depicting the Legend of St Ursula (pis 185. the cost was sllared by 'Wynond van Wickroid. several of the canvases have been reduced in size.H" The thin. of which nineteen canvas paintings are known.185. and was sponsored by a variety of donors who each had their good deed inscribed on the relevant panel. Nuremberg 186. while the narrative figure groupings against atmospheric landscapes or city squares are reminiscent of works by the Master of the Tiburtine Sibyl.''" In these paintings. Nurernberg Rome. for the largest and most significant canvas. one with' Aelheit syn huisfrou' and another with 'Druidgen syn huisfrou'. Tile Baptism Germanisches NationClirnuseum. presumably because one wife had died during the production period of the cycle and the next one wished to have her name cornmenlorated as well. Master of the Legend of St Ursula. the interiors have an Eyckian flavour. and.000 Virgins. quickly brushed painting technique of these works differs considerably from the careful application of layers of pigment usual in Cologne workshops. the Martyrdom ofSt Ursula ol1d her 11. Master of the Legend of St Ursula. Hilgen syn huisfrou'. 186). It is particularly intriguing to note that Johan Ort was obliged to sponsor two panels. such as 'Wilhem Ynckhuys der jung Kaleryn syn huisfrou' and 'Johan Yl1ckhuys' and 'Enlgyn Syl1 huisfrou'. and their donor portraits 214 apparent that the donations often came from members of the same family. Unfortunately. with arms and inscriptions are missing. FrOlTIthe remaining canvases it is The Master of the Legend of St Ursula appears to have also employed in his workshop painters who are likely to have trained in Cologne. a follower of Bouts who is thought to have been active in Haarlem. and the work of one of them is particularly close to that of his master. was painted for the church of St Severin by several hands of the workshop. of Sf Ursula. Legend of St Ursula. The now scattered cycle. Legend of St Ursula. the series is thought to have been painted between 1495 and 1505. now in London. after his apprentice215 1 . Lysbet syn hllisfrou' and 'Heynrich van Wickroid. paintings on canvas. The Saillt alld her companions leave Germanisches NationaimuseUll1. 1t would appear that.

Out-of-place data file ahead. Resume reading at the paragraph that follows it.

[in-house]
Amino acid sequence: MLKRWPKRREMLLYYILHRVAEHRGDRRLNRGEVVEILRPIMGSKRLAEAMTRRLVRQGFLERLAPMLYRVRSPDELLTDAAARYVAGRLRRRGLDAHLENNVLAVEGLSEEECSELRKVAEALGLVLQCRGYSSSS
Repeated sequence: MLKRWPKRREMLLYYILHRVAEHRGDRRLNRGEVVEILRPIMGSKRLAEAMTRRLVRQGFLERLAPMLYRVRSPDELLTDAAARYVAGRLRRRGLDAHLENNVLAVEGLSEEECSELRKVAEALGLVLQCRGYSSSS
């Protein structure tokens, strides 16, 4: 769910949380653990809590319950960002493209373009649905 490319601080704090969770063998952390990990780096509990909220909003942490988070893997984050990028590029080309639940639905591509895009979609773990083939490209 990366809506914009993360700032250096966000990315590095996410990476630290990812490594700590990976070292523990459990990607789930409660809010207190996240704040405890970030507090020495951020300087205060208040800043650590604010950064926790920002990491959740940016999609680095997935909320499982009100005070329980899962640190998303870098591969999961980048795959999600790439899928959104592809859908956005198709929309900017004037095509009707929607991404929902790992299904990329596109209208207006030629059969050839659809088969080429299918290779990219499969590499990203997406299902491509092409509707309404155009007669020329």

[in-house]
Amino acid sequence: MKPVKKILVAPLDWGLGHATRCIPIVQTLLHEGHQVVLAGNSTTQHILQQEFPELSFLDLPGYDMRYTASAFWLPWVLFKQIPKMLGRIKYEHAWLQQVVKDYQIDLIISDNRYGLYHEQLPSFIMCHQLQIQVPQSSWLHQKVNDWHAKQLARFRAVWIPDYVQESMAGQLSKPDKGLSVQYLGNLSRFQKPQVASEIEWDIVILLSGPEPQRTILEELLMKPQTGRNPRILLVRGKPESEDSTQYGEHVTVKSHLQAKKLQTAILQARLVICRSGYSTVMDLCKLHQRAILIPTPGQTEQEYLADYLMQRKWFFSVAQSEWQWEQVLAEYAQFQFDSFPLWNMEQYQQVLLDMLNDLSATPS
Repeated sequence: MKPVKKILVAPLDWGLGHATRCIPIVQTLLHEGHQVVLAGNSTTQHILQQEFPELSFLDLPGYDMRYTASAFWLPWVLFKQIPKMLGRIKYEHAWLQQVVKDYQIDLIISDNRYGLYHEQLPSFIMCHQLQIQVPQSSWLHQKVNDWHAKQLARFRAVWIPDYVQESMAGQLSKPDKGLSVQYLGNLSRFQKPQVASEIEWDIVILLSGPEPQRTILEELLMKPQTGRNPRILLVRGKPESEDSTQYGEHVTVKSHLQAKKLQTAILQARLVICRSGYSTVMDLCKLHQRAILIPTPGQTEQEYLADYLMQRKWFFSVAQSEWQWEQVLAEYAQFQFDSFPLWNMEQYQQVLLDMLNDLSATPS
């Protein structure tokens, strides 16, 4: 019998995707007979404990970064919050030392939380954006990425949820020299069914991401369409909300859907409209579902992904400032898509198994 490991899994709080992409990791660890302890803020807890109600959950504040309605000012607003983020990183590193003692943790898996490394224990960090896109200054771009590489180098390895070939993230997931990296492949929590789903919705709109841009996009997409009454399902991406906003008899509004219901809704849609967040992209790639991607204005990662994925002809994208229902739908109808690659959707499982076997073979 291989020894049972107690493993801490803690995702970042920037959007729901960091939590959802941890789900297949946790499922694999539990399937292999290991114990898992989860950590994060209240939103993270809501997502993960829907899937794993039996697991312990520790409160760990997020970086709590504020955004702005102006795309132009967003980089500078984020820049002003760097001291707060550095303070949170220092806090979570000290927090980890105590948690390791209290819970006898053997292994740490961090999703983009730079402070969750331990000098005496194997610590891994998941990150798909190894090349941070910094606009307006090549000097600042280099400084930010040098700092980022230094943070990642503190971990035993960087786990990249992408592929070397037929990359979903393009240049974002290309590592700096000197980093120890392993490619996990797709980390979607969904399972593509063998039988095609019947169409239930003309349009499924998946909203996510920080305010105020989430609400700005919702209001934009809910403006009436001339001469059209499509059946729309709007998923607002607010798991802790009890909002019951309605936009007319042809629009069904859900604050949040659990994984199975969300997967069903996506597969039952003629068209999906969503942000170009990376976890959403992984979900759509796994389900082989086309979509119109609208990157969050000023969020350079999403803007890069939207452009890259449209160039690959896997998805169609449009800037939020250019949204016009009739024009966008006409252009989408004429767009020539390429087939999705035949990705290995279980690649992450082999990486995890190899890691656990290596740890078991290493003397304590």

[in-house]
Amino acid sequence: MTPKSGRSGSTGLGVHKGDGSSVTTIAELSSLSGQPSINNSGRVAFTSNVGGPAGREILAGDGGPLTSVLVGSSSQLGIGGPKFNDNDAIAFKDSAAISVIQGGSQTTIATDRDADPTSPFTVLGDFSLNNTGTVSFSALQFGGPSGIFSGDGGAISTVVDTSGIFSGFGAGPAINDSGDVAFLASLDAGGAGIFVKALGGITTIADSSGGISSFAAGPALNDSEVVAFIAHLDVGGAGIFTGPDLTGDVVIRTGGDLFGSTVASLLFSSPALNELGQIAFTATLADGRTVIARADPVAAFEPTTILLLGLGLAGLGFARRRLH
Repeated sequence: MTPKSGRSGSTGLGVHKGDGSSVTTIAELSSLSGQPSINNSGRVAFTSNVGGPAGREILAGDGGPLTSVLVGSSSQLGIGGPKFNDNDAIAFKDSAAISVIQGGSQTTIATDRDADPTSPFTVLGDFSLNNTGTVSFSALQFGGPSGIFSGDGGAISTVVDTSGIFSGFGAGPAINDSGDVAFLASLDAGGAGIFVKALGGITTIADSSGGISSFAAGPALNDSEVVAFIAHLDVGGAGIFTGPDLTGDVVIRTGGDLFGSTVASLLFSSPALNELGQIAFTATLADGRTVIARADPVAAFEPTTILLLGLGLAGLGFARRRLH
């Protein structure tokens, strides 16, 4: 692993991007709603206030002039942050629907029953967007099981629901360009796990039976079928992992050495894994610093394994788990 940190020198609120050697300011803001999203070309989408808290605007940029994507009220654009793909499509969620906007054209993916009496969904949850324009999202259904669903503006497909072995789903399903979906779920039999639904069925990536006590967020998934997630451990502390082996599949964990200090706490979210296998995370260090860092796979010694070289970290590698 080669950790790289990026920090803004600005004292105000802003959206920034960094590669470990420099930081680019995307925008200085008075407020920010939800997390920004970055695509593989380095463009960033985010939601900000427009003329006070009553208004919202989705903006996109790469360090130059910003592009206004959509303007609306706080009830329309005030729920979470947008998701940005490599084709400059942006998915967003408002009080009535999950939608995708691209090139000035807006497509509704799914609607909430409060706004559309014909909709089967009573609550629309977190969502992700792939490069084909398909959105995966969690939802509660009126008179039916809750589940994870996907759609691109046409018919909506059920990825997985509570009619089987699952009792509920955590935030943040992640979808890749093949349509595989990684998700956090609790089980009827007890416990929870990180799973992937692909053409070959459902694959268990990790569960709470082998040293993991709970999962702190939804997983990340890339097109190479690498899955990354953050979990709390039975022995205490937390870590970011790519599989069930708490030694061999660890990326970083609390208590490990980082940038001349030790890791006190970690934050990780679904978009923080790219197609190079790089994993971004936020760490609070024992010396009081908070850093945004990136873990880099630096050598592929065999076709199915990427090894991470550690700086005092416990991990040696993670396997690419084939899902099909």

In his mature work. It is generally agreed. to learn about the most recent trends in realistic painting. as a journeyman in this workshop. there is a tendency to reveal small traces of his Cologne inheritance in his independent work. At the same time Netherlandish artists were able to establish themselves in the city.'" From these works the anonymous painter has been named the Master of St Severin. the attribution of this panel. for instance the lyrical. in a personal style of such extraordinary character and invention that he was able to imbue late medieval painting in Cologne with a final refreshing burst of energy. and learned to assimilate his master's style. particularly amongst the new members of the patriciate who seized upon the propaganda value of costly commissions. for brocades and for elegant garments adorned with precious jewels. The dichotomy of having to marry luxurious display with truthful representation had so continually exercised the artists of Cologne that by the end of the fifteenth century all possibilities seemed to have been explored. howevel. This caused them to demand not only veracity in the narrative but also likeness in the portraiture. Detroit nl/d Sf Mrry Mngdnlelle. centralized composition of the Adoration of the Kings of c. a fine Porlrail of a Lady (p1. By the end of the fifteenth century. Indigenous artists tended to avail themselves of all the opportunities that the con'stant mercantile and artistic exchange with the Netherlands afforded.187). he spent many year. only a few had totally abandoned their long-held preference for gold grounds. However. The Virgin Ellthroned with St Cntherille Detroit Institute of Arts. is still disputed and only a systematic analysis of the underdrawing and painting teclmique of all the works in this disputed group can lead to a more objective assessment. 217 • .3) in Cologne'" which follows in the tradition of the male portraits by the Master of the Life of the Virgin (pis 158 and 159) should also be ascribed to the Master of St Severin. that it is the Master of St Severin who furnished the designs of several of the other windows in the north side aisle of Cologne Cathedral. '" and the Virgin e71lhrol1ed with Sai11ls in Detroit (pI.THE INFLUENCE or NETHERLANDISH REALISM ship.'" he proves himself as indebted to the Dombild Master and the Master of the Life of the Virgin as he is to Netherlandish works. which were made in a Cologne glassworks from 1507 to 1508. Howevel. Among the many workshops that flourished in Cologne around the turn of the sixteenth century. Coupled with their need to impress contemporaries was the desire to be commemorated for posterity.1505 in Cologne. both for spiritual and worldly reasons. 187. the taste for ostentation prevailed. such as the Saints panels in the vestry of the church of St Severin and some of the scenes from a series of twenty canvas paintings in the same church that record the legend of St Severin. and of many other paintings from the circle of the Masters of St Ursula and St Severin. but then only to adapt them to an admittedly ever increasing degree that suited their own artistic interests or the preference of their own patrons. By this measure. Master of St Severin. of courtly elegance and naturalistic description. This anonymous painter has been named the Master of Bartholomew. Yet there was one artist in the Citywho was able to fuse the opposing trends of the spiritual and the real.